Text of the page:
Downing Street accused of electioneering over fracking ban

  • Video report by ITV News Correspondent Juliet Bremner

The government has been accused of electioneering after announcing it will move to ban fracking.

Downing Street announced on Saturday it would outlaw the controversial practice, which involves the collection of gas trapped beneath the Earth's surface, after a report warned it is linked to earthquakes.

Campaigners have long demanded a total ban on the practice, with some camping outside a fracking site in Lancashire in a bid to prevent it from continuing. They have welcomed the government u-turn - but insist authorities must do more.

Labour leader Jeremy Corbyn branded the announcement an "election stunt" in the run up to Britain heading to the polls on December 12.

The Liberal Democrats said that while a Government "moratorium" on fracking was welcome, it did not mean that the practice would be banned.

The Cuadrilla hydraulic fracturing site at Preston New Road shale gas exploration site in Lancashire Credit: PA

The policy reveal comes after a report by the Oil and Gas Authority (OGA) found it is not currently possible to accurately predict the probability or magnitude of earthquakes linked to fracking operations.

Prime Minister Boris Johnson said on Thursday he had "very considerable anxieties" about the issue of shale gas extraction.

The Government said it will end its support for the process, and further proposals to change the planning process for fracking sites will no longer be taken forward.

Its new stance on the issue, which has caused much controversy in counties such as Lancashire and Yorkshire, follows that of both Labour and Liberal Democrats.

Jeremy Corbyn speaks to anti-fracking protesters outside the gate at the Preston New Road shale gas exploration site in Lancashire Credit: Peter Byrne/PA

Fracking expected to be key election issue

Fracking is expected to feature strongly in the campaign for the December 12 General Election.

A recent report by the National Audit Office found Government plans to establish the shale gas industry in the UK were taking longer than expected amid public concern over the effects of fracking on the environment and public health.

Protests have resulted at sites across the country and are estimated to have cost public bodies at least £32.7 million since 2011.

There has been much disturbance caused in particular to residents living near to the fracking site in Preston New Road, Lancashire, which is run by Cuadrilla.

Business and Energy Secretary Andrea Leadsom said: “After reviewing the OGA’s report into recent seismic activity at Preston New Road, it is clear that we cannot rule out future unacceptable impacts on the local community.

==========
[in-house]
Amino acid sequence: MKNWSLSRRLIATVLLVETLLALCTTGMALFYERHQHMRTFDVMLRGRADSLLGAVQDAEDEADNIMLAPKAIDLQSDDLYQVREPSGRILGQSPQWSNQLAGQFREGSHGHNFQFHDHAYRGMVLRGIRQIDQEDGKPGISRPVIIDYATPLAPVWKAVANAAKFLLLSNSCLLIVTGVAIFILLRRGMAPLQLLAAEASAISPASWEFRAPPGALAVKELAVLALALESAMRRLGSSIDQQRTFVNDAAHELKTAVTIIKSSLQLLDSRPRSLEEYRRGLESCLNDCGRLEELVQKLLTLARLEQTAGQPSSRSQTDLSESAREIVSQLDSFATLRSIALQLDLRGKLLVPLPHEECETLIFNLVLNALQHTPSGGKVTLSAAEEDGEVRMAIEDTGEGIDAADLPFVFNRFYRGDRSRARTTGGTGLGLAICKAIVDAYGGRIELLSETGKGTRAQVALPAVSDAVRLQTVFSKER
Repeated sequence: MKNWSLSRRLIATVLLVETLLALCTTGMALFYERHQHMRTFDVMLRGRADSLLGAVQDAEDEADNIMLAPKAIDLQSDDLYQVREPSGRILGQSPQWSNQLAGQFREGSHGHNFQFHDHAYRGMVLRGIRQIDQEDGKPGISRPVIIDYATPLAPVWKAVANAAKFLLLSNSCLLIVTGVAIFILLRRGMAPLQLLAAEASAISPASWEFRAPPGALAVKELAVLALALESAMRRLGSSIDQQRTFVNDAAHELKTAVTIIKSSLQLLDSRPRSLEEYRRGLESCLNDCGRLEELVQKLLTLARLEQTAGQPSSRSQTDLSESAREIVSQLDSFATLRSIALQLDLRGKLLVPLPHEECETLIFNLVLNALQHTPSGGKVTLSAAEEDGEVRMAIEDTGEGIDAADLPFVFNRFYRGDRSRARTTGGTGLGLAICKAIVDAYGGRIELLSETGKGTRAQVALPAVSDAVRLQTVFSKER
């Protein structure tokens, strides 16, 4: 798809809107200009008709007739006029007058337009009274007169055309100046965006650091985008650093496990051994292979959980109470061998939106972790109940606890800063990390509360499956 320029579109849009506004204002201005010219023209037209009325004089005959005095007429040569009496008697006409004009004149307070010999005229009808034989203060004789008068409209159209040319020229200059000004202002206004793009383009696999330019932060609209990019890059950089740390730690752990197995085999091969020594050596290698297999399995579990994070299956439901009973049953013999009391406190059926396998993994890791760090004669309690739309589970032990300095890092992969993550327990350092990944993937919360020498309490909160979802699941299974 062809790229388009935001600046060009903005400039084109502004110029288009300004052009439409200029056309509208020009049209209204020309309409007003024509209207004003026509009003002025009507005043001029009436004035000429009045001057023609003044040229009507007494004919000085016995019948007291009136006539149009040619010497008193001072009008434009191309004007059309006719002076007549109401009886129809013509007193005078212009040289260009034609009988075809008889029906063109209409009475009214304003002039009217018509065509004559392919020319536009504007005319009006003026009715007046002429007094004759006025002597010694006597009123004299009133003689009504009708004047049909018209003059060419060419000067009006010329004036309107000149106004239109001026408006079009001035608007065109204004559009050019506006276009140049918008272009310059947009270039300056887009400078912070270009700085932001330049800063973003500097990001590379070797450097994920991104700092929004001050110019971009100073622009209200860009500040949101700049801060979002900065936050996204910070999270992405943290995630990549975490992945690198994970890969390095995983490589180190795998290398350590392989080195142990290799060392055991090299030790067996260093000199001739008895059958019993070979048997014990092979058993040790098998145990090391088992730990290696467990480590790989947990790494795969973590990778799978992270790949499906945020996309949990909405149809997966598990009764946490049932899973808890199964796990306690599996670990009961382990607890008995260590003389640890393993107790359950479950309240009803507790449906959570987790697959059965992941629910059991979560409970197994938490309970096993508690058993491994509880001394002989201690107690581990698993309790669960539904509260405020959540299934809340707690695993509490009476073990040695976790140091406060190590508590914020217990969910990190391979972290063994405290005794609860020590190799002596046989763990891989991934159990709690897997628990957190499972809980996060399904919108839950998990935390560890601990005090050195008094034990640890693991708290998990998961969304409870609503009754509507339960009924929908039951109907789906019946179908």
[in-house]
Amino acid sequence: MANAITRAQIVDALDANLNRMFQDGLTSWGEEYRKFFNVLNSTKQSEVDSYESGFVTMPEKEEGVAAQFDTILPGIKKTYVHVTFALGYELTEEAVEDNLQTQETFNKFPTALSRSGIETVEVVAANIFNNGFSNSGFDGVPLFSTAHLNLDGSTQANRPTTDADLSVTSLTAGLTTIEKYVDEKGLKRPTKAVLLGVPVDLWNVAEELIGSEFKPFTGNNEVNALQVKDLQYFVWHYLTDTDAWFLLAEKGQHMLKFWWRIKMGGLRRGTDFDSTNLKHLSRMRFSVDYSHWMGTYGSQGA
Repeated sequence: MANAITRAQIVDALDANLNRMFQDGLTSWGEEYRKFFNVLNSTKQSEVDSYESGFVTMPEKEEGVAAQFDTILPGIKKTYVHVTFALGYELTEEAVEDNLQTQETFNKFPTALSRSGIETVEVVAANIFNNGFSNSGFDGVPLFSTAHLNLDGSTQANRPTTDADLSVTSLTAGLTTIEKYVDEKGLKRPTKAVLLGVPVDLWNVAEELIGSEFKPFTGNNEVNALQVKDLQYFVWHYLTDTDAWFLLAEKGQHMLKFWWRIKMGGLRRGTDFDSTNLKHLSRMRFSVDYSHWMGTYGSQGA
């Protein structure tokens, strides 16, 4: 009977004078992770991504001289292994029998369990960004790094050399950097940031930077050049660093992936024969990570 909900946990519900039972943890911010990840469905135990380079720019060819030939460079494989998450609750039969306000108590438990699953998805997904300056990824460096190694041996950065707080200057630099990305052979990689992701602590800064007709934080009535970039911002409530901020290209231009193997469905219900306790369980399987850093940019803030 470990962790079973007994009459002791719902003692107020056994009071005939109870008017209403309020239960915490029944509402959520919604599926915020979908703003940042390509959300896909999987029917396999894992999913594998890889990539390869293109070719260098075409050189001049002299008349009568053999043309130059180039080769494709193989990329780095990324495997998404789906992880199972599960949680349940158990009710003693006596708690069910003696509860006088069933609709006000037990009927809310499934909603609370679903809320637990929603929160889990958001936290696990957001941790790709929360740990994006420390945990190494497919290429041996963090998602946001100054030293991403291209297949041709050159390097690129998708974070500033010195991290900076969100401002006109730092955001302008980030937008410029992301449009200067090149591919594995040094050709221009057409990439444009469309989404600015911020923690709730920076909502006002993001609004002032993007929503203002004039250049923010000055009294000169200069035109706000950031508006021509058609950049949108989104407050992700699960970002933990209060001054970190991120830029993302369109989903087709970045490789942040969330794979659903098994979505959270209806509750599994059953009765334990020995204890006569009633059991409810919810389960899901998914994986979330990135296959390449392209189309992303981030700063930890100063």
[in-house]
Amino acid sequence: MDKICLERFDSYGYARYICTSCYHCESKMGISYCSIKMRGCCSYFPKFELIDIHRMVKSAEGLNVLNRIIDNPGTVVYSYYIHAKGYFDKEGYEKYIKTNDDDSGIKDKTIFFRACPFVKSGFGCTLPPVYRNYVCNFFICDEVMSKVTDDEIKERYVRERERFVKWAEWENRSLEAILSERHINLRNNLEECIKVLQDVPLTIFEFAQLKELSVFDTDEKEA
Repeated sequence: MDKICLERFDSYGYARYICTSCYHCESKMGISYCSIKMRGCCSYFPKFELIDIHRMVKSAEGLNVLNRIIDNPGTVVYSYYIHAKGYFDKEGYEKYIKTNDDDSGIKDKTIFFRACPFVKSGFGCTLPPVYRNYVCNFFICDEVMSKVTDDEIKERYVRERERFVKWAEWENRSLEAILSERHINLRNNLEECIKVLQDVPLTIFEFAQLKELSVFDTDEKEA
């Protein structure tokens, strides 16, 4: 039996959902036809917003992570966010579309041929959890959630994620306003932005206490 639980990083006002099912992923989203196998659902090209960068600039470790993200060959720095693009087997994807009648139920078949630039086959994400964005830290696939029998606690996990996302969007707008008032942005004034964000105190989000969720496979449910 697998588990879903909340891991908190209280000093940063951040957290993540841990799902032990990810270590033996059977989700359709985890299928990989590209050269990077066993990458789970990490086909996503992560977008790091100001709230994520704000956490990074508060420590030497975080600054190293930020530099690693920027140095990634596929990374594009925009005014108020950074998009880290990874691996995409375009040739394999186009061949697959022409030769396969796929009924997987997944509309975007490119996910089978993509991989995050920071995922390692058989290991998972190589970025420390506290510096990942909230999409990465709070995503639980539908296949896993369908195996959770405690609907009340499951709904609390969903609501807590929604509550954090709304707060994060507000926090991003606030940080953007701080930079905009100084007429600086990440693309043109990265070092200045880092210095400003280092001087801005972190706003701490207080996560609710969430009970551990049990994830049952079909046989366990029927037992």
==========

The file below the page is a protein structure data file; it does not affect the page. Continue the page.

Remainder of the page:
“For this reason, I have concluded that we should put a moratorium on fracking in England with immediate effect.”

Business, energy and clean growth minister Kwasi Kwarteng said: “The Committee on Climate Change’s advice is clear that natural gas will continue to have a key role to play as we eliminate our contribution to climate change by 2050, including for the production of hydrogen.

“However, following our action today, that gas will need to come from sources other than domestic fracking."

Cuadrilla declined to comment on the announcement. Credit: PA

The Government says it will "take a presumption against issuing any further Hydraulic Fracturing Consents” and this will continue unless compelling new evidence is provided".

Tom Fyans, deputy chief executive of countryside charity, CPRE, said that the news was a "fantastic win" for local democracy.

"Today we celebrate alongside the local communities, campaigners and environmentalists who have been campaigning valiantly to stop fracking for many years.

"This is a fantastic win for local democracy and everyone who cares about protecting the countryside from climate catastrophe and mass industrialisation.

"Today’s announcement should signal the start of a step change in the way we tackle the climate emergency."

Two activists in a temporary structure, outside the Preston New Road site Credit: Peter Byrne/PA Images

However campaigners outside the Preston New Road site remained sceptical about the announcement.

They said they would continue their protest "as business as usual" until they say the fracking machinery taken away from the site.

Cuadrilla declined to comment on the announcement.

Ken Cronin, chief executive of UK Onshore Oil and Gas, on behalf of the industry said: "Hydraulic fracturing stimulation is a long-standing technology used around the world and in a number of industries, including the oil and gas, water and geothermal sectors.

"Going forward, we are fully committed to working closely with the Oil and Gas Authority and other relevant regulators to demonstrate that we can operate safely and environmentally responsibly."